Sunday, October 2, 2011

How Gordon Brown Saved Britain from the Euro and Why that Makes him a Hero

In his new book, Alistair Darling describes Gordon Brown's political style as "appalling," "volcanic," and "brutal." He should know. The two men sat together in the cabinet for years while Brown was chancellor. Darling then served as chancellor himself when Brown finally became prime minister. Now that Brown is out of office, it seems he has few political friends left. Still, his successors should erect a statue to him, for one accomplishment if nothing else: He saved Britain from the euro. Here's why that makes him a hero.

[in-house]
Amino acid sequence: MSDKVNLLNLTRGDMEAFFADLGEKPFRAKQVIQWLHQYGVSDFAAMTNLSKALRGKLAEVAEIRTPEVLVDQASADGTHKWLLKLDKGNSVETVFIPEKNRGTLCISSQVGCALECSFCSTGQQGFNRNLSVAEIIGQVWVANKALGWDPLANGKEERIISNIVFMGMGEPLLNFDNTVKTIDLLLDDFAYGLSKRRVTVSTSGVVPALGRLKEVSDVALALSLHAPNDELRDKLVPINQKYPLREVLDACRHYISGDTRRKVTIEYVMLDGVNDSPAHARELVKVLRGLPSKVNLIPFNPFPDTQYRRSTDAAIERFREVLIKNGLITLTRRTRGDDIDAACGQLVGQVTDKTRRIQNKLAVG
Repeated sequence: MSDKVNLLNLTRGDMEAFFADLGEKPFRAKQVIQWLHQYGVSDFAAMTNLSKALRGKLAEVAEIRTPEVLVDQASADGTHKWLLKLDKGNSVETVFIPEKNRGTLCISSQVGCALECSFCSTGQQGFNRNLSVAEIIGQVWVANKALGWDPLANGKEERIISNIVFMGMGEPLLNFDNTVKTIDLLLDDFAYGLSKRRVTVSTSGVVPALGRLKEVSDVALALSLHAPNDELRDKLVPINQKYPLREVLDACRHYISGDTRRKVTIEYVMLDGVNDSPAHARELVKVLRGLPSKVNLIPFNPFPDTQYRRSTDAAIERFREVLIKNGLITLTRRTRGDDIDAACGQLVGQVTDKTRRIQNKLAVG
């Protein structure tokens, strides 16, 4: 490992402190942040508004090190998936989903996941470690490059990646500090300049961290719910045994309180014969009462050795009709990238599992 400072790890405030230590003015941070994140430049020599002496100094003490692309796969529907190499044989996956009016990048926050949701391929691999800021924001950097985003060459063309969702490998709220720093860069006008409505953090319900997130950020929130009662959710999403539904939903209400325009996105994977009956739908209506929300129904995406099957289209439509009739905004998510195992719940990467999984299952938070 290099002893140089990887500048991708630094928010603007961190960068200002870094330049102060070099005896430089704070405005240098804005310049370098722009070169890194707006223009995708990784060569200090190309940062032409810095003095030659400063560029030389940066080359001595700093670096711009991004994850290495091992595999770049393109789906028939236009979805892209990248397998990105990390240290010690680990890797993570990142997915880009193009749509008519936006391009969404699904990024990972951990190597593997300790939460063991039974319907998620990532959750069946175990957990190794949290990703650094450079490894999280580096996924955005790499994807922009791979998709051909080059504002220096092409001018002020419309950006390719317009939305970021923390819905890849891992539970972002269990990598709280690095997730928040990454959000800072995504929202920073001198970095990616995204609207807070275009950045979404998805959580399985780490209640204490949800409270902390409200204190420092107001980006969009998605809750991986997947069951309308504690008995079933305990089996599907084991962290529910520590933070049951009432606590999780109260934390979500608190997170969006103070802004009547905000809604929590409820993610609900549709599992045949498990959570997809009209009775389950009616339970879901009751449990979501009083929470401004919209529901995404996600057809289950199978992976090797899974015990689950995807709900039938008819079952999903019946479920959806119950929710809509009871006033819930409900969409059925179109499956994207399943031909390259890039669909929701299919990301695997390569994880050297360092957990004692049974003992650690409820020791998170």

The story starts back in 1997, when Tony Blair was new to the job of prime minister. The euro was still three years away from realization, but already Blair was an enthusiast. Brown was skeptical, but he had a problem. Political solidarity required him to support the euro in principle, but his stronger sense of economic reality made him realize that it was a bad idea for the UK. His solution was to endorse the euro subject to the following five tests, which together were vague enough and tough enough that they could never be fully met: >>>READ MORE

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